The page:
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Estimating the cost of a transaction with Nethereum

Documentation about Nethereum can be found at: https://docs.nethereum.com

The purpose of this sample is to estimate the gas cost of a simple transaction and modify the assigned values of gas and gasprice.

Ethereum and Gas: a primer

Gas is the pricing system used for running a transaction or contract in Ethereum. The gas system is not very different from the use of kW-h for measuring electricity home use. One difference from actual energy market is that the originator of the transaction sets the price of gas, which the miner can accept or not, this causes an emergence of a market around gas. You can see the evolution of the price of gas at: https://etherscan.io/chart/gasprice.

The gas price per transaction or per contract is set up to deal with the Turing Complete nature of Ethereum and its EVM (Ethereum Virtual Machine Code) – the idea is to prevent infinite loops. If there is not enough Ether in the account to perform the transaction or message then it is considered invalid. The idea is to stop denial of service attacks from infinite loops, encourage efficiency in the code – and to make an attacker pay for the resources they use, from bandwidth through to CPU calculations through to storage.

Here are the terms needed to define the gas cost of a transaction:

  • Gas limit refers to the maximum amount of gas you’re willing to spend on a particular transaction.

  • Gas price refers to the amount of Ether you’re willing to pay for every unit of gas, and is usually measured in “Gwei”.

It would be difficult to send transaction without an idea of their cost in gas, fortunately Ethereum provides ways to obtain a gas estimate prior to sending a transaction.

The following article explains how to anticipate the cost of an unsent transaction by returning an estimation.

A word of caution

Because of the Turing completeness of the EVM, it is easy to write functions that will take different code paths with wildly different gas costs. For example, a function could choose to take different code paths according to the value of some global state variable. The real code path taken in the function is not known until transaction execution time. Therefore the gas estimate can only give an approximation of the actual cost of a transaction.

Quick environment setup

First, let’s download the test chain matching your environment from https://github.com/Nethereum/Testchains

Start a Geth chain (geth-clique-linux\, geth-clique-windows\ or geth-clique-mac\) using startgeth.bat (Windows) or startgeth.sh (Mac/Linux). The chain is setup with the Proof of Authority consensus and will start the mining process immediately.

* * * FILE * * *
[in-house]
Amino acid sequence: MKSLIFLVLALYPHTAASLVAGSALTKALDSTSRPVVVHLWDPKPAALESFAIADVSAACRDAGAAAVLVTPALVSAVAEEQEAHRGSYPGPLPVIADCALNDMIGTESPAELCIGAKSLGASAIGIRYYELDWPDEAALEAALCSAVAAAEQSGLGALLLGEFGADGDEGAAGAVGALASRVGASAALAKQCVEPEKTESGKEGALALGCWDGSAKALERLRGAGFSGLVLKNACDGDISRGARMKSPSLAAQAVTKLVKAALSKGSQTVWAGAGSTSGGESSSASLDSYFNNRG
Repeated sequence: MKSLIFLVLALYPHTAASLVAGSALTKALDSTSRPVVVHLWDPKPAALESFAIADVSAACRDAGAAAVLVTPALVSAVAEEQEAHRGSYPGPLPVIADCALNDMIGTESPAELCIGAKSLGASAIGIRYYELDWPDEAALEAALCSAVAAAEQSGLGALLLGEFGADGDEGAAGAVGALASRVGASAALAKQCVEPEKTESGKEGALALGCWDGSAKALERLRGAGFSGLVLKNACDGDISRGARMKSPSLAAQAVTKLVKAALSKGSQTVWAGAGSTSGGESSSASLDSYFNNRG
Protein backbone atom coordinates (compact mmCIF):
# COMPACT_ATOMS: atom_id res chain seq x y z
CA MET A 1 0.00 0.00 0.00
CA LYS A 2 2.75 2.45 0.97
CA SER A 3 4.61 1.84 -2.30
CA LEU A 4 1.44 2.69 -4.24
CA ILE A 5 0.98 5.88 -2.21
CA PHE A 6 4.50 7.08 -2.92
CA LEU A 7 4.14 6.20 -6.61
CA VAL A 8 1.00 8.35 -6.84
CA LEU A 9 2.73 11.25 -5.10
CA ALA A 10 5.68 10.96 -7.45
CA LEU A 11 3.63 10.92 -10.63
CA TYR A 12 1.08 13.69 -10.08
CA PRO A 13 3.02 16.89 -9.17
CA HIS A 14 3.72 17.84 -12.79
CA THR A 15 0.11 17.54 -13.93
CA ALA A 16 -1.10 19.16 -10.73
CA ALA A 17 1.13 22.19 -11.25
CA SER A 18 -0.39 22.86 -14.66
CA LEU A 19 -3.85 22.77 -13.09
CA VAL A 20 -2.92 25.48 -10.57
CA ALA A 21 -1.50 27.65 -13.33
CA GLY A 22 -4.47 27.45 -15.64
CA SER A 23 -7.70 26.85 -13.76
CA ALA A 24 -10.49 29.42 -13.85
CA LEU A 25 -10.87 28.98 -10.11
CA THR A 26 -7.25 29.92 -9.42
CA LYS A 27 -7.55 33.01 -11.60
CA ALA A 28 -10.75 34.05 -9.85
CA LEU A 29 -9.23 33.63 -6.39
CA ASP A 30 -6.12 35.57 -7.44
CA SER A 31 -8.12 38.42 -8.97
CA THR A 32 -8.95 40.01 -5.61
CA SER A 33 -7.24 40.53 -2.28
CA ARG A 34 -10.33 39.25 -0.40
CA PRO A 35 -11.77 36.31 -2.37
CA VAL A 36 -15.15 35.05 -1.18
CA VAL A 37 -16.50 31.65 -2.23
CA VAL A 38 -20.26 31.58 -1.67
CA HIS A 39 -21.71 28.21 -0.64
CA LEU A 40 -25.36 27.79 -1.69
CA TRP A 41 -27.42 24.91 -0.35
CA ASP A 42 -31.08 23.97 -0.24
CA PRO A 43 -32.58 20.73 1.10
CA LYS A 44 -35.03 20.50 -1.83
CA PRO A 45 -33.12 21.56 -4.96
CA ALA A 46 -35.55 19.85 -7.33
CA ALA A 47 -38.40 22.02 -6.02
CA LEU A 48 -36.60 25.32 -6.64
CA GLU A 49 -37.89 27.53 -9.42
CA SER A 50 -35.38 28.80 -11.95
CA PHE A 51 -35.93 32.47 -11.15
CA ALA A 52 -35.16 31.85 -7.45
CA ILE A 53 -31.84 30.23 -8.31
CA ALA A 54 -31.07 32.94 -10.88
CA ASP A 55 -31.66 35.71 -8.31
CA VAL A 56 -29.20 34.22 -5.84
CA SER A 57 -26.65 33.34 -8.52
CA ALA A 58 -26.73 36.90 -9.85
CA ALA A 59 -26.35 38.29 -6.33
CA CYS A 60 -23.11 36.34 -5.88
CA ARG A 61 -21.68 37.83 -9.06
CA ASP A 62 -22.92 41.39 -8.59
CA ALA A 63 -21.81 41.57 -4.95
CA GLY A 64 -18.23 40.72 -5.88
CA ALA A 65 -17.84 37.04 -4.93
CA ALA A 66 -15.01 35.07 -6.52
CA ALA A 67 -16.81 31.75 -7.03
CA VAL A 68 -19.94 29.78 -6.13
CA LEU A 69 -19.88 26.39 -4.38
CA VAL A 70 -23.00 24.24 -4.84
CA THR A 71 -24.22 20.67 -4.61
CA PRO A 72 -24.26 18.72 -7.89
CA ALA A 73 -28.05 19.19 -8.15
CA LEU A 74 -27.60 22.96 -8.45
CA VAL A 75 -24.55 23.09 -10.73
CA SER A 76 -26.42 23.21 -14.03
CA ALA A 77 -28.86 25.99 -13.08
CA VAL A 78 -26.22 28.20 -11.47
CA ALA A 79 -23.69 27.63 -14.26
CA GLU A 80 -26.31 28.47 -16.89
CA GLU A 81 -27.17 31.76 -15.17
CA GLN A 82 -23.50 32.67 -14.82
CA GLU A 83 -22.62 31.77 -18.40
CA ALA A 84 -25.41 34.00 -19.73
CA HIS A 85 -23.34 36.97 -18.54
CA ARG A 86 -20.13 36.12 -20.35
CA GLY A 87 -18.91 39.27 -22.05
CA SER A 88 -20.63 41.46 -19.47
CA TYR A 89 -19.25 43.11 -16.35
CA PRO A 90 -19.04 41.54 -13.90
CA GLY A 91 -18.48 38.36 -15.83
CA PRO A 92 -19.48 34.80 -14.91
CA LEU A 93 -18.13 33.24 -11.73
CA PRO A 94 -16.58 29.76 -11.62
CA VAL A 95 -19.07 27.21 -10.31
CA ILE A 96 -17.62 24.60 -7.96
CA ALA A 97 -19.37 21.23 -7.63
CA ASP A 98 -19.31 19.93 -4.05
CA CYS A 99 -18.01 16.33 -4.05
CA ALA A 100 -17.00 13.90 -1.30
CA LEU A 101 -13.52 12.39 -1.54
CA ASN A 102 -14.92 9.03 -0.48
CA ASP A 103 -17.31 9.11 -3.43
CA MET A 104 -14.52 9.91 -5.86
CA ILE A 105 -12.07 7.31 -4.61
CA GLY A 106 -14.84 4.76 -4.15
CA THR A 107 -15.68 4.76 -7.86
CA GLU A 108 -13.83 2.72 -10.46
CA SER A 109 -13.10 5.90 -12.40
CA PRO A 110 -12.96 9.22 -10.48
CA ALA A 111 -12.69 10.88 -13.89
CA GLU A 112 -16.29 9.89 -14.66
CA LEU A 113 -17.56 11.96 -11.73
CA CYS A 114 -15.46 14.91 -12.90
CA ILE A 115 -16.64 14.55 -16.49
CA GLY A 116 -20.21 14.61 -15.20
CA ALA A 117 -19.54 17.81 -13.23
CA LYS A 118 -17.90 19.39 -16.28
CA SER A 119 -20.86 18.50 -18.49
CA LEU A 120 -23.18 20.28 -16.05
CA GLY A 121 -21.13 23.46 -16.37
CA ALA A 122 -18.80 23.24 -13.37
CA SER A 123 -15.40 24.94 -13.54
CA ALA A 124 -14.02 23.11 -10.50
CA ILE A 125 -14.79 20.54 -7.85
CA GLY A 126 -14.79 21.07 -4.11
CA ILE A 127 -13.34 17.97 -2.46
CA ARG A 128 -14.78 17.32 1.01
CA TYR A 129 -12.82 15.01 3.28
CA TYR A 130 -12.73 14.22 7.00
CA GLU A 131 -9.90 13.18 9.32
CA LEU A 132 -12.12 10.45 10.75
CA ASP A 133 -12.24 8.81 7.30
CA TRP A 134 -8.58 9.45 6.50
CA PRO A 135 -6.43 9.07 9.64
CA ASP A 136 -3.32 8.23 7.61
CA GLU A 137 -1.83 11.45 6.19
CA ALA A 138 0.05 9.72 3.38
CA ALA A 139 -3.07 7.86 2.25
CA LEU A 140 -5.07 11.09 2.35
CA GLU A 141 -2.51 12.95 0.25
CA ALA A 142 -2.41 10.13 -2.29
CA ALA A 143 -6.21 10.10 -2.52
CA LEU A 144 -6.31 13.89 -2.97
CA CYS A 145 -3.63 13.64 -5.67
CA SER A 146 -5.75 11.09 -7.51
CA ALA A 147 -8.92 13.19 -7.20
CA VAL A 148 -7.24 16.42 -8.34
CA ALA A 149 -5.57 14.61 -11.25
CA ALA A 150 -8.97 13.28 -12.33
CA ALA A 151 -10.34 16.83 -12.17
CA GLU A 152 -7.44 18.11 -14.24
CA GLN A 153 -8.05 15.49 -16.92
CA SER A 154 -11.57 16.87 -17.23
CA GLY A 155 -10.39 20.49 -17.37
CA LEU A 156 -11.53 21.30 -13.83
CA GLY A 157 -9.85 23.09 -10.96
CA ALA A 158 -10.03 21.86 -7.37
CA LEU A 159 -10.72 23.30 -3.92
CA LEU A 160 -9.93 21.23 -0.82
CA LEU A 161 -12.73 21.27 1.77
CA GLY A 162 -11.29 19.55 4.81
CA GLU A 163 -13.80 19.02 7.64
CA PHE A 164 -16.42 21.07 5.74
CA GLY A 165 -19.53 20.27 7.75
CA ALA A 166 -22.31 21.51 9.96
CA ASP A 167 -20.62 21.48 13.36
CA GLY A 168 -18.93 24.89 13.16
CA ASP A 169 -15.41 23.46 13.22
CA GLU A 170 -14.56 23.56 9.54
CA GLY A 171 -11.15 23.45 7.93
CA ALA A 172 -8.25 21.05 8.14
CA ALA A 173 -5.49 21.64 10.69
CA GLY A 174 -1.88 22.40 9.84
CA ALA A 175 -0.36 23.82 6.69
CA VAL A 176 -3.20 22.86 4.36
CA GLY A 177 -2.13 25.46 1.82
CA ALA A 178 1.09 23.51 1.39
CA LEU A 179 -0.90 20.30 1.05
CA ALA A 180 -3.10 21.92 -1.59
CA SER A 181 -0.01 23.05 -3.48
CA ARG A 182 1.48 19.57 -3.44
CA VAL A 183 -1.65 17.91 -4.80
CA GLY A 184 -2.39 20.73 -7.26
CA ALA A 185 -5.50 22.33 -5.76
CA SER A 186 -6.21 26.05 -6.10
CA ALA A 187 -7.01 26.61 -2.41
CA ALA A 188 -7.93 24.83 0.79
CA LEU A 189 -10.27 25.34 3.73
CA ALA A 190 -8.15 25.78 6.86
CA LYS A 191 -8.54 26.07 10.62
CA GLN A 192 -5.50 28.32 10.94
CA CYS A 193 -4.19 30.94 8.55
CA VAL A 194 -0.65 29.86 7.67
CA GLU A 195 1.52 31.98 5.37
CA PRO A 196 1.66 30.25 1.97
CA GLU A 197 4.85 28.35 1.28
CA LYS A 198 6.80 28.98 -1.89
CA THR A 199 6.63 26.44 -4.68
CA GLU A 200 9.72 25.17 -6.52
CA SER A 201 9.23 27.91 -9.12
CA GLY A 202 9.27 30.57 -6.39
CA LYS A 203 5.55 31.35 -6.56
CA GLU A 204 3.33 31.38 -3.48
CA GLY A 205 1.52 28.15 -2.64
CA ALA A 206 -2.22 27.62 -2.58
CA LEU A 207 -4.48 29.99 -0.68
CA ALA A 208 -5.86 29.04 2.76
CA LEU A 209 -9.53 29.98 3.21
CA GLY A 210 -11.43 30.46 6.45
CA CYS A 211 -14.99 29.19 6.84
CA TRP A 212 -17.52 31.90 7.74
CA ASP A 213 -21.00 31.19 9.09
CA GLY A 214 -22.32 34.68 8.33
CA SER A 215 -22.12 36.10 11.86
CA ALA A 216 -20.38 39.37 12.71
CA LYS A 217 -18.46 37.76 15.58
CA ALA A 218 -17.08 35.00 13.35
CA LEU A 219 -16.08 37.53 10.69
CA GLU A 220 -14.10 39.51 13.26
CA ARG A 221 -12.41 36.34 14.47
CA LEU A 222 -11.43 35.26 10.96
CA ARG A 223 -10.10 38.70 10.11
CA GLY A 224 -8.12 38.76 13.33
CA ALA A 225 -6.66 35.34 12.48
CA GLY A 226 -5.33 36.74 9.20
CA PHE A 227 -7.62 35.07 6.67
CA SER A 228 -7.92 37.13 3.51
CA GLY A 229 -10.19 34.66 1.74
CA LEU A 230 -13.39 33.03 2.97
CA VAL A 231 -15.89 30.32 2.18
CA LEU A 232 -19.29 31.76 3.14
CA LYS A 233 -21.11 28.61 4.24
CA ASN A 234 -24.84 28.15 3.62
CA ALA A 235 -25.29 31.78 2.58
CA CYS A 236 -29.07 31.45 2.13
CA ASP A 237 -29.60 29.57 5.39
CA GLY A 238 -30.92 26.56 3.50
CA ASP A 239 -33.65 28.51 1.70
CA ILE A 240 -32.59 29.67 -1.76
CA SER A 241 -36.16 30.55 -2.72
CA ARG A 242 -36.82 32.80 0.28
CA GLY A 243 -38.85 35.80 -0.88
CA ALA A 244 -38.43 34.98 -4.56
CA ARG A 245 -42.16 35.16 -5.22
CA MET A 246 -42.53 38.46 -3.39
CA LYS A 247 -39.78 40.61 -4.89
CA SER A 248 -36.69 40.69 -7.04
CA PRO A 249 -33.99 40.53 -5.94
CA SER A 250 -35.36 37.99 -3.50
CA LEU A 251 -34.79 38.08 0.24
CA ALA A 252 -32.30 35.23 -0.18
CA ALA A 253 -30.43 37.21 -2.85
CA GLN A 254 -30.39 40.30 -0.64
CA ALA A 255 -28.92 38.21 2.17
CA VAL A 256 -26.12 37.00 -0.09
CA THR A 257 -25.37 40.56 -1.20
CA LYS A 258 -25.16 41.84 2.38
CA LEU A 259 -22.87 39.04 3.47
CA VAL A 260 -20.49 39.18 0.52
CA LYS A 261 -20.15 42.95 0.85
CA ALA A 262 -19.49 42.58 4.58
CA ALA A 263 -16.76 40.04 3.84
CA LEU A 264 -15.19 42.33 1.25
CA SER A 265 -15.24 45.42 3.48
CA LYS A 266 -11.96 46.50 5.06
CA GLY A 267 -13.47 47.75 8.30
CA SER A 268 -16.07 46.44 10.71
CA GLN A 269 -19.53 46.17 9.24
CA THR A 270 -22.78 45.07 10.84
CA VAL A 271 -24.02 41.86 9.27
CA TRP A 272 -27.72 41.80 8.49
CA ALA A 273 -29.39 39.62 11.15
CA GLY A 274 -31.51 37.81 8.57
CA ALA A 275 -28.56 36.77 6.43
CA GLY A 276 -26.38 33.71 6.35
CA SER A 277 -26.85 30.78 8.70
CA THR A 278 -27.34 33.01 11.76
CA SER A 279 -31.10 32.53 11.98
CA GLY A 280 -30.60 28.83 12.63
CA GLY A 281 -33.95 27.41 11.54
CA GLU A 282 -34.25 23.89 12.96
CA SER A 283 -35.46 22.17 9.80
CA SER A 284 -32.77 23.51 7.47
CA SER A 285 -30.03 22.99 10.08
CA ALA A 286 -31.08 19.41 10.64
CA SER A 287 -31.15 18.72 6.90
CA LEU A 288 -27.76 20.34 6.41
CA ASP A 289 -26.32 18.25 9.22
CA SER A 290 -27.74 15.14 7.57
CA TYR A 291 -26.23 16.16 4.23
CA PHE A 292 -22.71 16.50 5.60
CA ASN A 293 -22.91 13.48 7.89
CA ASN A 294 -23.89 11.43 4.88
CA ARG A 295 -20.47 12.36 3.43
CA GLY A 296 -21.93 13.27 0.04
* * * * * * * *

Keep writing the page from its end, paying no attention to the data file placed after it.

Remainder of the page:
Note: the following code relies on messages (in the context of this article, they are embedded in smartContractData). If you are not familiar with messages in Nethereum, they are used in “Getting started with Smart Contracts”

#r "Nethereum.Web3"
#r "Nethereum.Accounts"
#r "Nethereum.Util"
using Nethereum.Web3; using Nethereum.Web3.Accounts; using Nethereum.Util;
#load "smartContractData.csx"

Setting up sender address

Let’s declare our private key and address as variables (we’ll use the address to send the transaction) and use them to create a new account:

var privateKey = "0xb5b1870957d373ef0eeffecc6e4812c0fd08f554b37b233526acc331bf1544f7";
var senderAddress = "0x12890d2cce102216644c59daE5baed380d84830c";
var account = new Nethereum.Web3.Accounts.Account(privateKey);

Web3

Web3 provides a simple interaction wrapper with Ethereum clients. To create an instance of Web3, we need to supply our Account and the RPC uri of the Ethereum client. In this scenario we will only use the Account, as we will be interacting with our private test chain on the default RPC uri “http://localhost:8545

var web3 = new Web3(account);

Transfering token

Making a transfer will change the state of the blockchain, so in this scenario we will need to create a TransactionHandler using the TransferFunction definition.

In the transfer message, we will include the receiver address To, and the TokenAmount to transfer.

The final step is to Send the request, wait for the receipt to be “mined” and included in the blockchain.

var receiverAddress = "0xde0B295669a9FD93d5F28D9Ec85E40f4cb697BAe";
var transferHandler = web3.Eth.GetContractTransactionHandler<TransferFunction>();
var transfer = new TransferFunction()
{
    To = receiverAddress,
    TokenAmount = 100
};
var transactionReceipt = await transferHandler.SendRequestAndWaitForReceiptAsync(contractAddress, transfer);

Gas Price

Nethereum automatically sets the GasPrice if not provided by using the clients “GasPrice” call, which provides the average gas price from previous blocks.

If you want to have more control over the GasPrice these can be set in both FunctionMessages and DeploymentMessages.

The GasPrice is set in “Wei” which is the lowest unit in Ethereum, so if we are used to the usual “Gwei” units, this will need to be converted using the Nethereum Conversion utilities.

  transfer.GasPrice =  Nethereum.Web3.Web3.Convert.ToWei(25, UnitConversion.EthUnit.Gwei);

Estimating Gas

Nethereum does an automatic estimation of the total gas necessary to make the function transaction by calling the EthEstimateGas internally with the “CallInput”.

If needed, this can be done manually, using the TransactionHandler and the “transfer” transaction FunctionMessage.

 var estimate = await transferHandler.EstimateGasAsync(contractAddress, transfer);
 transfer.Gas = estimate.Value;

Now the transaction will have the correct amount of gas at the right gasprice:

var secondTransactionReceipt = await transferHandler.SendRequestAndWaitForReceiptAsync(contractAddress, transfer);
var receiptHash = secondTransactionReceipt.TransactionHash;
Questions or feedback? You can discuss issues and obtain free support on Nethereum Documentation Gitter channel.